What started as a 21-day diet turned into a drive toward a healthier community.

By Antara Sinha
February 16, 2021
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Trying veganism was an "aha" moment for self-taught chef Lemel Durrah. A particularly tumultuous year of grief and upset led Durrah to the Daniel Fast, a 21-day plant-based diet with Biblical origins. By the end of it, something clicked. Durrah felt purified, mentally, physically, and spiritually—so much so that on day 22, he kept going in his pursuit of removing all meat, dairy, and eggs from his lifestyle, with a new-found resolve to share his learnings with his community in Compton, California. 

"I'm trying to be a mirror," said Durrah, in a phone conversation. From his perspective as a former high school teacher, he hopes that by modeling consciously healthy choices, he can empower others to do the same. After quitting his corporate job, Durrah founded Compton Vegan, a food truck and restaurant operating out of a ghost kitchen in West Los Angeles, making vegan soul food and accessible plant-based meals his mission. 

Jackfruit "ribs," gumbo with vegan shrimp, and a crowd-favorite Buffalo Chick'n Mac made with a cashew-based vegan mac and cheese and house-made vegan "chicken" all top the menu, along with classic sides of collard greens, cornbread, and baked beans, priced to be as affordable as possible. Through COVID restrictions, Durrah has made his vegan plates available through pick-up and delivery. While the business is on temporary hiatus, he has plans to open up again soon, bigger than before.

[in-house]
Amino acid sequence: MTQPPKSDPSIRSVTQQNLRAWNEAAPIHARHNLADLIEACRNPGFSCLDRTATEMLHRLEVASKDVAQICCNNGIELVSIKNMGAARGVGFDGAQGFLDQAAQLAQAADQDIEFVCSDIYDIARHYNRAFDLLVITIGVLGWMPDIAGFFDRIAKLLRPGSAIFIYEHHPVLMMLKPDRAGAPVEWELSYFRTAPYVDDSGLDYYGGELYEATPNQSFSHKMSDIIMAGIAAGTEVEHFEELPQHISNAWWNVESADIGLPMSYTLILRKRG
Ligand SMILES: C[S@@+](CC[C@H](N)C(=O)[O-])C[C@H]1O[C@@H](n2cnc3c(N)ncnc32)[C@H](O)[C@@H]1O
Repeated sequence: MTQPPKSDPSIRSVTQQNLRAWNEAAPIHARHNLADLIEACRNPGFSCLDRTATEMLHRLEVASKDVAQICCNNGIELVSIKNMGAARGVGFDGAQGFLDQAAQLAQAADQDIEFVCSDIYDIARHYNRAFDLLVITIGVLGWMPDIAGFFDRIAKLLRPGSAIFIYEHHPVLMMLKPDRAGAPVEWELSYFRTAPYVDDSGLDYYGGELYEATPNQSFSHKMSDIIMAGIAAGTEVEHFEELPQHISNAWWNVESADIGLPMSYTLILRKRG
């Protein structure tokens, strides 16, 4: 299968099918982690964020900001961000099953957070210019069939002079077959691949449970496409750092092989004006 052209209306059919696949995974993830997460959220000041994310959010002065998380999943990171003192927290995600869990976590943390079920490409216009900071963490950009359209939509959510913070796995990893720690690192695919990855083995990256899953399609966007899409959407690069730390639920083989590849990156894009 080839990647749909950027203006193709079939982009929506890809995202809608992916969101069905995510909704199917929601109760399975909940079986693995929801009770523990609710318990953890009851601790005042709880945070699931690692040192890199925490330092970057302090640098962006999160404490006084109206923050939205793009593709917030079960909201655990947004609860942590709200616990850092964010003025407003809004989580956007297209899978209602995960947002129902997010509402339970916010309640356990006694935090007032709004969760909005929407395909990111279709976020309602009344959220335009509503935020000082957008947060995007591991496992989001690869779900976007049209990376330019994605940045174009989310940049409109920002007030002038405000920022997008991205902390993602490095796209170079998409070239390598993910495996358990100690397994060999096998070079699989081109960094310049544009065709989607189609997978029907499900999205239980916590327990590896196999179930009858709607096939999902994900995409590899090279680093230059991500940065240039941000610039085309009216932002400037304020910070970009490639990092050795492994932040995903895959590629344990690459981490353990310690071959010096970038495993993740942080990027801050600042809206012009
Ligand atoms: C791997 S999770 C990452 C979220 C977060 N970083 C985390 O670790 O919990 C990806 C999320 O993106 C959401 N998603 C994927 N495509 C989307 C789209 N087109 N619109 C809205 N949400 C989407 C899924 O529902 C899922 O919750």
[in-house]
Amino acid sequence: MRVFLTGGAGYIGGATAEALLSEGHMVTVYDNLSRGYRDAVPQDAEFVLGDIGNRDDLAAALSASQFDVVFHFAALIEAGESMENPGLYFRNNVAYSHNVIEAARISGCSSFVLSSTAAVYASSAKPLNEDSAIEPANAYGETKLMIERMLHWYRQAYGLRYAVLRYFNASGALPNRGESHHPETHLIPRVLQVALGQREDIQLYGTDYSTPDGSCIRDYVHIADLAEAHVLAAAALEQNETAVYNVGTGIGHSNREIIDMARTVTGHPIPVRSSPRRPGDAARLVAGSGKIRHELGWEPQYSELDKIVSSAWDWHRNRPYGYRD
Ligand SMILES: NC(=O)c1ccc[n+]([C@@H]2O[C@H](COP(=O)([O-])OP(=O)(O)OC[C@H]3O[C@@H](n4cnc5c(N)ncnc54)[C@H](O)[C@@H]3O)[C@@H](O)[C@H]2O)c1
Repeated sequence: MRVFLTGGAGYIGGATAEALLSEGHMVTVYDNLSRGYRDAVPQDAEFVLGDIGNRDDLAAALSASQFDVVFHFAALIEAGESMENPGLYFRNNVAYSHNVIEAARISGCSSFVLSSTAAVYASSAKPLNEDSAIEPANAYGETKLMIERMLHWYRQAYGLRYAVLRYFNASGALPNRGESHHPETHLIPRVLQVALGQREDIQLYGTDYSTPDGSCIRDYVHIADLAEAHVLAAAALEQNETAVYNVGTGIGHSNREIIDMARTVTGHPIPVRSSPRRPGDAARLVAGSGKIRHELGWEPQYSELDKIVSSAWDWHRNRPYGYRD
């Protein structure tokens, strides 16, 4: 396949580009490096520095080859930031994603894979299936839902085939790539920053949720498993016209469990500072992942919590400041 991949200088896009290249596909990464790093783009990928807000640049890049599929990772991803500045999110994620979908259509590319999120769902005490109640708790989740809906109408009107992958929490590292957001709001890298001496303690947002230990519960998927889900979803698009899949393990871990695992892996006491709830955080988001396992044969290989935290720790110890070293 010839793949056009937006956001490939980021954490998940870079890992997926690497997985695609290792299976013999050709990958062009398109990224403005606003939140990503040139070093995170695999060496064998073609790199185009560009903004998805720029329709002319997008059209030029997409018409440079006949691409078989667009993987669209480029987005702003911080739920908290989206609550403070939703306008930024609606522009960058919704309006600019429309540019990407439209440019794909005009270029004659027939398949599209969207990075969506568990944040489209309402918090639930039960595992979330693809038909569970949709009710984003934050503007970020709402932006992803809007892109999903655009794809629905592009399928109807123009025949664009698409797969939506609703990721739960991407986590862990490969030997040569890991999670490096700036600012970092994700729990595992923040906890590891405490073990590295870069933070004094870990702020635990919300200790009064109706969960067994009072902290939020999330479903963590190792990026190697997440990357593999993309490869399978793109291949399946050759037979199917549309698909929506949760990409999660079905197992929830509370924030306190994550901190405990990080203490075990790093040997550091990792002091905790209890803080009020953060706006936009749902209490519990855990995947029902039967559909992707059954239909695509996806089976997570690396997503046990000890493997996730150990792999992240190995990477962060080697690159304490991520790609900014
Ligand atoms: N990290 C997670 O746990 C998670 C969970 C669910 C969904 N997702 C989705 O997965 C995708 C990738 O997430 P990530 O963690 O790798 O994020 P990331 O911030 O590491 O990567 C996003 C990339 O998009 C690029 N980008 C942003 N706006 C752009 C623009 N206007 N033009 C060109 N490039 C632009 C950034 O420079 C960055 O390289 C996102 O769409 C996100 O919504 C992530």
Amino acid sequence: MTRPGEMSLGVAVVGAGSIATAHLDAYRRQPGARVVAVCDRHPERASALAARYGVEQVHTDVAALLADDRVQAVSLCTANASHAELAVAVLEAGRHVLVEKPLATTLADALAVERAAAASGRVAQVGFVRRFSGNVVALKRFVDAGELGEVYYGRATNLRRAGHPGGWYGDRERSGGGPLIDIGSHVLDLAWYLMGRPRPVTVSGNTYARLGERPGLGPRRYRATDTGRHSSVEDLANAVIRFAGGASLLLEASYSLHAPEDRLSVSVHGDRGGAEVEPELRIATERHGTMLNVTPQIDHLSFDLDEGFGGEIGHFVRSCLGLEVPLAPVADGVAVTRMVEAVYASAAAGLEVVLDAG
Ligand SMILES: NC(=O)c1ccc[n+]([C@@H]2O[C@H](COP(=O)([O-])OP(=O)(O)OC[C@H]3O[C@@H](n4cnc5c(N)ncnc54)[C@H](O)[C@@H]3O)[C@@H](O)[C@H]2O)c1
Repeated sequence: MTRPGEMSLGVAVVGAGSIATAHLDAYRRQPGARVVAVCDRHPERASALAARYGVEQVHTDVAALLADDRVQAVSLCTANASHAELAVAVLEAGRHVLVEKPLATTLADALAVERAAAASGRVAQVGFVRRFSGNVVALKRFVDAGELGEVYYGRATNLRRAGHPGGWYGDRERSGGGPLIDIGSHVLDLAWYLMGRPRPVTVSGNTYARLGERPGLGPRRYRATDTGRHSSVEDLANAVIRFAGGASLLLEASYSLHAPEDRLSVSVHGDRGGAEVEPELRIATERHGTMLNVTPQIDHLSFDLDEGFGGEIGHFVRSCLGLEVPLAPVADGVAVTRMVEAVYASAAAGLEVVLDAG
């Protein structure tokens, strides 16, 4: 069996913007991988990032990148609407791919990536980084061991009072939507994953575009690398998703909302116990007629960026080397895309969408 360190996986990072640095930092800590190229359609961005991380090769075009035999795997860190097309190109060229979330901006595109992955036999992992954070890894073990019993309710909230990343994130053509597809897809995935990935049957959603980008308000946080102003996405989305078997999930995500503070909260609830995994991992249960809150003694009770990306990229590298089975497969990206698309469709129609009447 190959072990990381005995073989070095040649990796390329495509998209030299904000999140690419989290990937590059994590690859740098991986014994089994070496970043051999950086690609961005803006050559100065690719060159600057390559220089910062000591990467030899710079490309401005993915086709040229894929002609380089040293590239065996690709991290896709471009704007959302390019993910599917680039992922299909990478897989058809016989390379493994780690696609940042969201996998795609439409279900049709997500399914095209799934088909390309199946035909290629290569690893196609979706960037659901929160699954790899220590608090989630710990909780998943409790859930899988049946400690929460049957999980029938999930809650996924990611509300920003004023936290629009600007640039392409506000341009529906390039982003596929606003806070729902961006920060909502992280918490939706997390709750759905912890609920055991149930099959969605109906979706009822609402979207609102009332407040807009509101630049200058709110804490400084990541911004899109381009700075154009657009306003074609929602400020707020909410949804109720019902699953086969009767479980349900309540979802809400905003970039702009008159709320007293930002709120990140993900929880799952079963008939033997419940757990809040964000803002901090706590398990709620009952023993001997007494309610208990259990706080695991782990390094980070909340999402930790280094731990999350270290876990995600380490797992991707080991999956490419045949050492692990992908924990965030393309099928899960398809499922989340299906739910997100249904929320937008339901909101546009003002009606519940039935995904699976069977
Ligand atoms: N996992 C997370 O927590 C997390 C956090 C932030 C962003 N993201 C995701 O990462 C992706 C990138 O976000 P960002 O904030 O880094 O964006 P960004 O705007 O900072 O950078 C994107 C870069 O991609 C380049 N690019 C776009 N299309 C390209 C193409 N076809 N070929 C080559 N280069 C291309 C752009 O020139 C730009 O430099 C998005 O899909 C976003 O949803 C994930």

"It's becoming less of a misconception, that veganism is just for white folks." said Durrah. "We have so many different influencers showing that it could be done by people of all colors."  

"There seems to be an agenda to basically make the cheap and non-nutritious foods more predominant in lower income communities," said Durrah. His observations are correct—numerous studies have found that fast food companies disproportionately advertise in predominantly Black communities, especially to children, and that there is a higher density of fast food restaurants in Black neighborhoods than white neighborhoods.

Making Compton Vegan based in his hometown was especially important to Durrah, to offer an alternative to the readily available fast food in the neighborhood. Even in the beginning of Durrah's personal journey to eliminating all animal products from his diet, Durrah lamented the fact that to get to healthier alternatives, he would have to drive miles to find the nearest health foods store such as Trader Joe's, Sprouts or Whole Foods, when in whiter neighborhoods, these grocery stores where fresh organic produce and plant-based alternatives were widely available, were much more accessible. 

"We have elders in our families that are affected by a bunch of different health issues, and a lot of the health issues that they're facing on a daily basis is attributed to the things that they've been eating their whole lives," Durrah said. His goal: "Try to reverse some of the generational curses that have plagued our community for hundreds of years." 

Health is Durrah's personal priority, but all facets of veganism have resonated with him and become part of his message. "Plant-based for the animals. Plant-based for the planet. Plant-based for me." 

"I know that I probably won't be able to change everybody's perspective on what we should or shouldn't be eating," he said, "but if I'm able to just shed light on the fact that there are other choices out there, then I feel like I'm doing my job."